Well, this certainly explains why all those IdeaFestival sessions were sold out, as well as why we can’t get a table at La Coop.
Apparently, Louisville – not Portland – is THE 2012 city for young people, looking for fuller lives.
We’re not making this up, and Greg Fischer isn’t paying us to write this.
A report by two Portland State University professors issued last week finds that Louisville, not Portland, Ore., is the place young people increasingly are going to retire.
In “Is Portland Really the Place Where Young People Go to Retire? Migration Patterns of Portland’s Young and College-Education, 1980 to 2010,” researchers found that Portland is a magnet for the young and college educated from across the country … and that most of them are working part-time or are in jobs that don’t really require degrees.
Why are they in Portland? Jason Jurjevich and Greg Schrock concluded they just like the city and were willing to make less money to be there.
From the executive summary:
For many metro areas, including Portland, being economically competitive in today’s knowledge and information economy depends on attracting and retaining young, college-educated (YCE) migrants. On this indicator, Portland has been most successful: since 1980, the Portland metropolitan region has attracted college-educated individuals the age of 40 at some of the country’s net migration rates in good economic times and bad.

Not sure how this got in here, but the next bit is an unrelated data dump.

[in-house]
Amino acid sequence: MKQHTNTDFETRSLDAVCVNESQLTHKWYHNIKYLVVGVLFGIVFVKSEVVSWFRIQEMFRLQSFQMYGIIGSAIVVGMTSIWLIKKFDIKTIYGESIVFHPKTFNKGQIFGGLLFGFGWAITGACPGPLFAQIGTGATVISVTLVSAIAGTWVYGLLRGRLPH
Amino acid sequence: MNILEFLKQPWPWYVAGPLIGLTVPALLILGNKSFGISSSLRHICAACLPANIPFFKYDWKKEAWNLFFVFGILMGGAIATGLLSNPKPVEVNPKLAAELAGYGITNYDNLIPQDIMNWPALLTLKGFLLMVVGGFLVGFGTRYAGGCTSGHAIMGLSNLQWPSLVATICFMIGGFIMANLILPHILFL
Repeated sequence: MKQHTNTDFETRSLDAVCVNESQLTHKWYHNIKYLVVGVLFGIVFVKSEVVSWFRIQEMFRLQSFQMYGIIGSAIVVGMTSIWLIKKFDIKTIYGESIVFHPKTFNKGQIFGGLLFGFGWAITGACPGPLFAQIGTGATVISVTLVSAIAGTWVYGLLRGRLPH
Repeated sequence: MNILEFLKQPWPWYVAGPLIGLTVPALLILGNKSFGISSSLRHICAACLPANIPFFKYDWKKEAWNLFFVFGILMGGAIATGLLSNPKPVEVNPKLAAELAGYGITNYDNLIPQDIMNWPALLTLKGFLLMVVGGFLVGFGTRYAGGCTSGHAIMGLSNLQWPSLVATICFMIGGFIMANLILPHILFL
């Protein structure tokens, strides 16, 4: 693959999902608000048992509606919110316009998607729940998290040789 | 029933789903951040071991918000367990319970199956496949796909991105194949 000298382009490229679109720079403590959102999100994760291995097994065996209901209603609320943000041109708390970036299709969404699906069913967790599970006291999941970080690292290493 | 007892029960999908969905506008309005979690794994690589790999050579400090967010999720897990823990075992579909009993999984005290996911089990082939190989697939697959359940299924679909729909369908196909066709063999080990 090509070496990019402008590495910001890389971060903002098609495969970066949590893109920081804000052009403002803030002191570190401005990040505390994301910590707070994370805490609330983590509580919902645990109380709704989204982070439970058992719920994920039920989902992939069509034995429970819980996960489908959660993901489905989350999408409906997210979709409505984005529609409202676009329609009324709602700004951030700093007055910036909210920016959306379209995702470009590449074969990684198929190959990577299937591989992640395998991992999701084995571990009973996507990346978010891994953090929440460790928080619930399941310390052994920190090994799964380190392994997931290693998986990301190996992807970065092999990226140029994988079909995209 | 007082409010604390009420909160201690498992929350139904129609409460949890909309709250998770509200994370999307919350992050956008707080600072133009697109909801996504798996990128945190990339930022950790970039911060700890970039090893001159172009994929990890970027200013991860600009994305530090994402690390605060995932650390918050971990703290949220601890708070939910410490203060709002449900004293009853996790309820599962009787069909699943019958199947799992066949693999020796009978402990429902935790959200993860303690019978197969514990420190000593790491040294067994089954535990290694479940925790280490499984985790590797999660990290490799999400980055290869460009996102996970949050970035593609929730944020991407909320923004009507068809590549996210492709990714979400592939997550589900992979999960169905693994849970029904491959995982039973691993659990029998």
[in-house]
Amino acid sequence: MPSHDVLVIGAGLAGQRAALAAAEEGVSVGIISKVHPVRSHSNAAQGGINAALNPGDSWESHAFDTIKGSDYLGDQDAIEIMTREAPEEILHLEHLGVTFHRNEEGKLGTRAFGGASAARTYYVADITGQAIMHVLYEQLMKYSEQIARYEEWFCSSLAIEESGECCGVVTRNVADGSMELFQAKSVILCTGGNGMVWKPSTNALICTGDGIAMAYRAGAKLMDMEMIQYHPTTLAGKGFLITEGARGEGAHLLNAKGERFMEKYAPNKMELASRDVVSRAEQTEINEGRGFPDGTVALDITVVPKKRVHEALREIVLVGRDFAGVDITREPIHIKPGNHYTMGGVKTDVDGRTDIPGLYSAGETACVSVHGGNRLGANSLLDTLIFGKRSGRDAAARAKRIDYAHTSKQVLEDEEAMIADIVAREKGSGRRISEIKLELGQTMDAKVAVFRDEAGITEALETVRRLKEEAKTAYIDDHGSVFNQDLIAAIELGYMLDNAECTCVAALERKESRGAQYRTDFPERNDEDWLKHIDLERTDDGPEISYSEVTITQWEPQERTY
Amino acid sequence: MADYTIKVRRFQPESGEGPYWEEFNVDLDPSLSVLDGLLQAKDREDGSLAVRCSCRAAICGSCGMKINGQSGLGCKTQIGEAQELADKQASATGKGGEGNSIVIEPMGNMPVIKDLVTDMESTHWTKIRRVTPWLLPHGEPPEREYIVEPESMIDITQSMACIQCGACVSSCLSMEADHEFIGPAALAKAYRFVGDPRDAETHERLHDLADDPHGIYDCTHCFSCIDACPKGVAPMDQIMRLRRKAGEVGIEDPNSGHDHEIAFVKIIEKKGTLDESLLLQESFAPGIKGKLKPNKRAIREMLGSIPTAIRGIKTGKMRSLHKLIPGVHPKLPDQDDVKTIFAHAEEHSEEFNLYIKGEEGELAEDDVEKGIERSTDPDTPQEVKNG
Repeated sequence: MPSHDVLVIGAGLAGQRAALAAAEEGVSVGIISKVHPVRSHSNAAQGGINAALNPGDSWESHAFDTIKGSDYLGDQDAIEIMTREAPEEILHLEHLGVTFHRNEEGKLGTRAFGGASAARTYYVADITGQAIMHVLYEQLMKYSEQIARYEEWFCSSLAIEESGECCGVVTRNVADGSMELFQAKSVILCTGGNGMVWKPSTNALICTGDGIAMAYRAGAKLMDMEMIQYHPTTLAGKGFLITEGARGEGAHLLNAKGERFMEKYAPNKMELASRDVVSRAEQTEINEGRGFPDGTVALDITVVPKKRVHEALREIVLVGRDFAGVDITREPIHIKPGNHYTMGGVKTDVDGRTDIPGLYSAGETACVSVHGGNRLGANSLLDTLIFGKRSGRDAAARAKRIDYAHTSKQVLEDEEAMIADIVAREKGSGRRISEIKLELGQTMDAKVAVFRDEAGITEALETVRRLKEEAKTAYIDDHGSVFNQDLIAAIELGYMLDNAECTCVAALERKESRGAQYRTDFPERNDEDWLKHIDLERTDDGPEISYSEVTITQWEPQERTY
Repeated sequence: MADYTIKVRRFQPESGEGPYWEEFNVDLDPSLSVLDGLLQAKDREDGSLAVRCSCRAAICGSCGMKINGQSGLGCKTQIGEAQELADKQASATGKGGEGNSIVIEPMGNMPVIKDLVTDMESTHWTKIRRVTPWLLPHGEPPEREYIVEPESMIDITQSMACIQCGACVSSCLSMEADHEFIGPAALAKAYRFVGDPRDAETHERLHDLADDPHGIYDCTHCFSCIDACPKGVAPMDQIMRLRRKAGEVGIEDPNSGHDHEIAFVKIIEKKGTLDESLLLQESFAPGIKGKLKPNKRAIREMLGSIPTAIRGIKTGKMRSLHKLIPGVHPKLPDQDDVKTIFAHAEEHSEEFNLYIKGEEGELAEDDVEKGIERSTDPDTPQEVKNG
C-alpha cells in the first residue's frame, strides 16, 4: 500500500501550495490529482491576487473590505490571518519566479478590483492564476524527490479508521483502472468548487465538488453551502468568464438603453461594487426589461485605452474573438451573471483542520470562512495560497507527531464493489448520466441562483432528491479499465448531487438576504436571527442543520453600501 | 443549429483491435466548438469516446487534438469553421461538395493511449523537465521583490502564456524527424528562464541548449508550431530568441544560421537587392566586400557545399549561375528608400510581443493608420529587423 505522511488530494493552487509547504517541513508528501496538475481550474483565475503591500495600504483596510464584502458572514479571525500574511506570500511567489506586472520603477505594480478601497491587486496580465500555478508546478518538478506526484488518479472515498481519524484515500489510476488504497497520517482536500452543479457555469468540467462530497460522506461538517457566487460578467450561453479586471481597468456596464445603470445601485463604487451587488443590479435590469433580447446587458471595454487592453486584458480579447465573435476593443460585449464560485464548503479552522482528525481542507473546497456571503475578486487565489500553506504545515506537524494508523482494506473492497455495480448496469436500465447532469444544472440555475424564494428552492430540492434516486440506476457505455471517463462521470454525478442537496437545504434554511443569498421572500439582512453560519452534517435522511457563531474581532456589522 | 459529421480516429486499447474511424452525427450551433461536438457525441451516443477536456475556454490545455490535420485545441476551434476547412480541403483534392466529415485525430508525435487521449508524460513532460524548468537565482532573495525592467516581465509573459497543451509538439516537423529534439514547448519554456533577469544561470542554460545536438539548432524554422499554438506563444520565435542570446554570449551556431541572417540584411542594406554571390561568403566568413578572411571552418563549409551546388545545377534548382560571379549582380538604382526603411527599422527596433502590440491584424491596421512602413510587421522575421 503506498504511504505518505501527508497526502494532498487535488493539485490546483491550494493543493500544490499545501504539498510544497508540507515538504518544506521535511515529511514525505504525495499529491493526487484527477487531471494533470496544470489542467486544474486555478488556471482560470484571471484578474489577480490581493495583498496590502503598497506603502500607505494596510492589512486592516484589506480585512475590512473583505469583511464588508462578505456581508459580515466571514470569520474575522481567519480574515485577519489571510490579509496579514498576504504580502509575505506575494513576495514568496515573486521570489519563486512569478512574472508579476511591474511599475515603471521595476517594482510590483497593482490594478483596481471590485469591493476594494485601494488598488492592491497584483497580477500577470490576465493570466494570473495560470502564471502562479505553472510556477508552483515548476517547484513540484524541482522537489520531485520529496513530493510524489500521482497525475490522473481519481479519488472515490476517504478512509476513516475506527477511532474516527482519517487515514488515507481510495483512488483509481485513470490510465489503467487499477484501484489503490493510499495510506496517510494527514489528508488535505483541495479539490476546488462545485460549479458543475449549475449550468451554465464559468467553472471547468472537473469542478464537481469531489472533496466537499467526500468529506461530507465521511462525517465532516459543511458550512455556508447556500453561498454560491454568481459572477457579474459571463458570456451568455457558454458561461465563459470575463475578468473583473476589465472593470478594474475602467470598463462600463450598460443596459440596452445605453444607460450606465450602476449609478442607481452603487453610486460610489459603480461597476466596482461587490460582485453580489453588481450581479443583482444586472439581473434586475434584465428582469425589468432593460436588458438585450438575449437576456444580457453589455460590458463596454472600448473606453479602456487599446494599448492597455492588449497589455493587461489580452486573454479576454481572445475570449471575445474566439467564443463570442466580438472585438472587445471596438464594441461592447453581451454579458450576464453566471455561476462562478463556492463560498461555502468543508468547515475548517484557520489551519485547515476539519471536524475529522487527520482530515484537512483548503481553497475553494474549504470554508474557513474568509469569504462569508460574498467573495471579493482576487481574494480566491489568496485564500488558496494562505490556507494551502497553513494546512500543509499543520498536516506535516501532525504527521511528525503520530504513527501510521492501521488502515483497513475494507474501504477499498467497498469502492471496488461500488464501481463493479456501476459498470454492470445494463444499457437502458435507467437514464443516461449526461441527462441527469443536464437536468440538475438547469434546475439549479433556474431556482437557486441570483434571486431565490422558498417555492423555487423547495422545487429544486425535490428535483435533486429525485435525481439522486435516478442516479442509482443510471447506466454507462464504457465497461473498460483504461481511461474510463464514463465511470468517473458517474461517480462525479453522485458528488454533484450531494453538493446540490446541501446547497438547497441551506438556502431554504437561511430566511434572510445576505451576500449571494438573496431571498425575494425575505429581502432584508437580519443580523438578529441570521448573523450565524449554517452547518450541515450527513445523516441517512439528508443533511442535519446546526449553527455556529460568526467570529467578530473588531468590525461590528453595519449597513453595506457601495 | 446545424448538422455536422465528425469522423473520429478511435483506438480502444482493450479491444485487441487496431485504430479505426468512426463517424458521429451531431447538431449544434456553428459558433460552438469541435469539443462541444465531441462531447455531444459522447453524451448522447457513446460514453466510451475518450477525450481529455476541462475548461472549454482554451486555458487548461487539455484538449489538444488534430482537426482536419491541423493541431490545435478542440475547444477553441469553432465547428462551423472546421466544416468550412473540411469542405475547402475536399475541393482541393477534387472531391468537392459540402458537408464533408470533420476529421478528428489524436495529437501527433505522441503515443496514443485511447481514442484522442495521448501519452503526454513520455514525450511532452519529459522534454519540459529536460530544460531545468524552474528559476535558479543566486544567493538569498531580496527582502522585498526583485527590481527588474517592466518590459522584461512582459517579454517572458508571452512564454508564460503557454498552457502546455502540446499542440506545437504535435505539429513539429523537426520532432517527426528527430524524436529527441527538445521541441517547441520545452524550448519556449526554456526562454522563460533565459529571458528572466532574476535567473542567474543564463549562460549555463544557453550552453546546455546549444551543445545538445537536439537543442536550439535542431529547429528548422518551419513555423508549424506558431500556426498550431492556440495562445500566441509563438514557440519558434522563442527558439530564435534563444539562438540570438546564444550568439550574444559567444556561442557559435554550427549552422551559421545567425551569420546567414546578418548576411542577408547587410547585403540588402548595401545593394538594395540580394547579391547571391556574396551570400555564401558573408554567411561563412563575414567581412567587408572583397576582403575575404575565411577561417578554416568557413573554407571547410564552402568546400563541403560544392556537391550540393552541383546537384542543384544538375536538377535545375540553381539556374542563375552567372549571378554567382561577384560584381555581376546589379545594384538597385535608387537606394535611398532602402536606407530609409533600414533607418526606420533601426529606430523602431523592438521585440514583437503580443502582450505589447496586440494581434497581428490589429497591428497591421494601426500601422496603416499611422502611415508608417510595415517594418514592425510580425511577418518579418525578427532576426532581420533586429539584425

According to Jurjevich and Schrock’s research, which draws heavily on Census Bureau data (as you might have guessed), this obscure southern town called “Louisville” is doing a better job of attracting and keeping college-educated people under 40 years old.
The researchers studied Census data from 1980 to 2010, focusing on people ages 21 to 39, with college degrees.
As you can see in the chart above, Louisville trumps Portland and Seattle at “Demographic Effectiveness,” or getting non-natives to settle here, though the report never quites explains the methodology.
The chart shows Louisville with a higher demographic effectiveness rating, though we attracted about half as many grads as Portland.
When it’s all said and done, the report is about Portland. And Jurjevich and Schrock conclude Portland essentially is attracting young people from more expensive regional cities such as San Francisco, as well as educated immigrants from other nations.
But it’s fun to substitute “Louisville” everywhere it says “Portland” and realize for whatever reasons – music, arts, dining and a more affordable cost of living – outside researchers have determined Louisville is seriously more effective at attracting educated people than oft-touted cities such as Austin, much less Indy, Cincy or Nashville.
And that’s pretty amazing.